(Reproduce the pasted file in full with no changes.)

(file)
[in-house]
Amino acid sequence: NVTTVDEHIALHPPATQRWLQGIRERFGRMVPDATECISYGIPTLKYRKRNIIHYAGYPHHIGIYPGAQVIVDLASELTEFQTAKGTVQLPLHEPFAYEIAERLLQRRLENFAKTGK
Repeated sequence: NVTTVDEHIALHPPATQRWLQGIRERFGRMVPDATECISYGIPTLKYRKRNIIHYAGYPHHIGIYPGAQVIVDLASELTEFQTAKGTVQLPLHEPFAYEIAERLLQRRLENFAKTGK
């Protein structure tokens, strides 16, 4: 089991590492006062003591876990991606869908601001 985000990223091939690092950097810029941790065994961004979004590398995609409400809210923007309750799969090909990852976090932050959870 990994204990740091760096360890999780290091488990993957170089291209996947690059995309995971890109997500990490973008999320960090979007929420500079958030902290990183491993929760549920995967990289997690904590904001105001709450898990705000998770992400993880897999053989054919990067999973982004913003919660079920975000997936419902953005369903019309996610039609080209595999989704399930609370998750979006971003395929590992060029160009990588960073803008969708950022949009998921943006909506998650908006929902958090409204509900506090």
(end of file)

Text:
[in-house]
Amino acid sequence: NVTTVDEHIALHPPATQRWLQGIRERFGRMVPDATECISYGIPTLKYRKRNIIHYAGYPHHIGIYPGAQVIVDLASELTEFQTAKGTVQLPLHEPFAYEIAERLLQRRLENFAKTGK
Repeated sequence: NVTTVDEHIALHPPATQRWLQGIRERFGRMVPDATECISYGIPTLKYRKRNIIHYAGYPHHIGIYPGAQVIVDLASELTEFQTAKGTVQLPLHEPFAYEIAERLLQRRLENFAKTGK
């Protein structure tokens, strides 16, 4: 089991590492006062003591876990991606869908601001 985000990223091939690092950097810029941790065994961004979004590398995609409400809210923007309750799969090909990852976090932050959870 990994204990740091760096360890999780290091488990993957170089291209996947690059995309995971890109997500990490973008999320960090979007929420500079958030902290990183491993929760549920995967990289997690904590904001105001709450898990705000998770992400993880897999053989054919990067999973982004913003919660079920975000997936419902953005369903019309996610039609080209595999989704399930609370998750979006971003395929590992060029160009990588960073803008969708950022949009998921943006909506998650908006929902958090409204509900506090």